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What you need to know for 08/18/2017

Actively involved: Outdoor sports and volunteering keep 72-year-old on the go

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Actively involved: Outdoor sports and volunteering keep 72-year-old on the go

"If you want to make God laugh, tell him your plan," Donald Patneaude said, laughing, as he sat on t

"If you want to make God laugh, tell him your plan," Donald Patneaude said, laughing, as he sat on the couch in his home in Rotterdam Junction, where he's lived since his family moved from Winooski, Vt., in 1950.

"Winooski is to Burlington as Scotia is to Schenectady. It was a low city, but you cross the river and you're there."

Patneaude's photographic memory makes him a go-to for names, places and faces, which is why he's nothing new to The Gazette. He's written opinion pieces, most recently about the death of a friend on a biking trail, and has been consulted as a source for dozens of stories.

"I get calls from you guys 5 times a month; where's my check?" Patneaude joked, but at 72 he does much more than read and write.

Patneaude's love of life is present in his voice as he lists off upcoming events and obligations. He balances community involvement and decades of volunteer work with a passion for outdoor sports like canoeing and snowshoeing. He remains actively involved with his four brothers and sisters as well as high school friends and colleagues.

Younger years

But before his retirement, Patneaude didn't have as much time on his hands.

Patneaude started school in Schenectady when his father secured a job at General Electric in 1950. His father later opened a service shop and gas station in Burnt Hills, where Patneaude worked as a teenager.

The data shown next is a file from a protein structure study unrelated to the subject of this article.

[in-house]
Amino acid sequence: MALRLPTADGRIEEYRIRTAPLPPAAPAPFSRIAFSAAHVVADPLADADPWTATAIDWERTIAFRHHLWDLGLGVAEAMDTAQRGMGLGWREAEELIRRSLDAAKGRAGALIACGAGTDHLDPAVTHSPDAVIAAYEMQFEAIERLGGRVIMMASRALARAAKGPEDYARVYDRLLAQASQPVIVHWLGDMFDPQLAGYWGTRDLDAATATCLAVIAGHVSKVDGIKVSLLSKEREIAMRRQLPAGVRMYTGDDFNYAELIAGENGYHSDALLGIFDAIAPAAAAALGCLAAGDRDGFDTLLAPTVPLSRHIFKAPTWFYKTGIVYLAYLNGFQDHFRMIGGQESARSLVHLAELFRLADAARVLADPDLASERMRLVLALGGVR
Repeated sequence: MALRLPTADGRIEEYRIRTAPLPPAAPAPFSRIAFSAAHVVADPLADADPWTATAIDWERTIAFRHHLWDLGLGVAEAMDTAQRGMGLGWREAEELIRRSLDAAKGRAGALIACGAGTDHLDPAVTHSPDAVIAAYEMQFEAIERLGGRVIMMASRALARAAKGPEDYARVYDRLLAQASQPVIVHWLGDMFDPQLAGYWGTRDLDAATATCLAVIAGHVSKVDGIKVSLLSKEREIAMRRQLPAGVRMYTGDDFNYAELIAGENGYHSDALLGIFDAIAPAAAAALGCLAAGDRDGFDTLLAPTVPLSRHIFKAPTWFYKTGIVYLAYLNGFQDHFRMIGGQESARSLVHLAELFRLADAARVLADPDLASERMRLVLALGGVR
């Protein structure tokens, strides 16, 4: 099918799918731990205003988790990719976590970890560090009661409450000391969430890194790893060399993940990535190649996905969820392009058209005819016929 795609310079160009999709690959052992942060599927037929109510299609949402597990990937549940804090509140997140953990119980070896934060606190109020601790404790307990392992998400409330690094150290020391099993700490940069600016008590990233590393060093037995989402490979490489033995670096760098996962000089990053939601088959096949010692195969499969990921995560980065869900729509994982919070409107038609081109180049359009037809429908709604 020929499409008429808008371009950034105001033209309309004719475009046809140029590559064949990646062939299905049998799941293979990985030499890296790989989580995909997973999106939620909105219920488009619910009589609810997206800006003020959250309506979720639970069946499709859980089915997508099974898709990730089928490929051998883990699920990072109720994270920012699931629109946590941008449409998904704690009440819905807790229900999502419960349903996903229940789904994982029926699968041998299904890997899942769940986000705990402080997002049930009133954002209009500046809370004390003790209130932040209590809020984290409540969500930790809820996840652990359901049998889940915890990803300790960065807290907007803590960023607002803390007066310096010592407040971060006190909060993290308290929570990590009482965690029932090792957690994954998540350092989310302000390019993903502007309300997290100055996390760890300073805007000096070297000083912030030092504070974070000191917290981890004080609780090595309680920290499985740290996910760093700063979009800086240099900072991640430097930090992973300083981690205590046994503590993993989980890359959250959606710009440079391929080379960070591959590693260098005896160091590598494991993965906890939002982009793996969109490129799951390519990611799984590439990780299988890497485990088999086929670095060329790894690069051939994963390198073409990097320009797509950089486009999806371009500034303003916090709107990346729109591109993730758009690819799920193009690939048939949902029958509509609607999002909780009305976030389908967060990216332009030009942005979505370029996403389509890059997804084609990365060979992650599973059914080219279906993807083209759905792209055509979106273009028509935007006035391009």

He graduated from St. Joseph's in Schenectady and was drafted into the U.S. Navy, where he served as radarman on a number of destroyers based in Newport, R.I.

When he finished his tour, Patneaude went back to working for his father.

"I was right back to pumping gas the day I got out of the Navy, and I was like 'What the hell am I doing here,' " he said.

So, after talking to a high school friend who encouraged him to get a degree, Patneaude began taking night classes at Russell Sage College in Albany, where he received a bachelor's degree in history.

But after doing his best to follow his own path, Patneaude was needed to take over the family business.

"Life is ironic. I hated cars and I still wound up there. But I was making a buck and needed to take care of my mother," he said.

Twenty-two years ago, Patneaude was approached to lease out the station. He retired at 50 but still owns the property.

"I get a check every month, but it's hard -- I gotta go ALL the way to my mailbox to get it."

Upon his retirement, Patneaude, a lifelong bachelor, began volunteering at the Salvation Army soup kitchen in Schenectady and the Schenectady Inner City Ministry food pantry.

This is also Patneaude's 45th year of canoe racing with the Schenectady Wintersports Club-Northern New York Paddlers, where he acts as a starter and timer for the club. He also goes on weekly rides with their biking club and makes regular trips to the West Rotterdam Senior Center, usually by bike.

His home in lower Rotterdam Junction allows for an accessible hike to Plotter Kill Nature Preserve or a quick drag of his canoe to the Kiwanis Park and Boat Launch.

But his favorite pasttime is cross country skiing, an activity he picked up as a way to stay in shape during the canoeing off-season.

He skied 73 days last winter, which is easy given his home's wood-centric location.

"It's great. I go right out my front door and out past my car," he said.

Even though life has thrown Patneaude a number of curveballs, he still looks at life with a sense of humor.

Favorite book

He swears by the book "Don't Sweat the Small Stuff -- and it's all the small stuff," a book that "offers 100 meditations designed to make you appreciate being alive, keep your emotions (especially anger and dissatisfaction) in proper perspective, and cherish other people as the unique miracles they are," according to a description on

Patneaude said that the book made him a better person and he re-reads it every two or three years.

"A lot of times you worry and worry about something and when it's all over you're like 'what the hell was I worrying about.' The book helps you stop doing that," he said.

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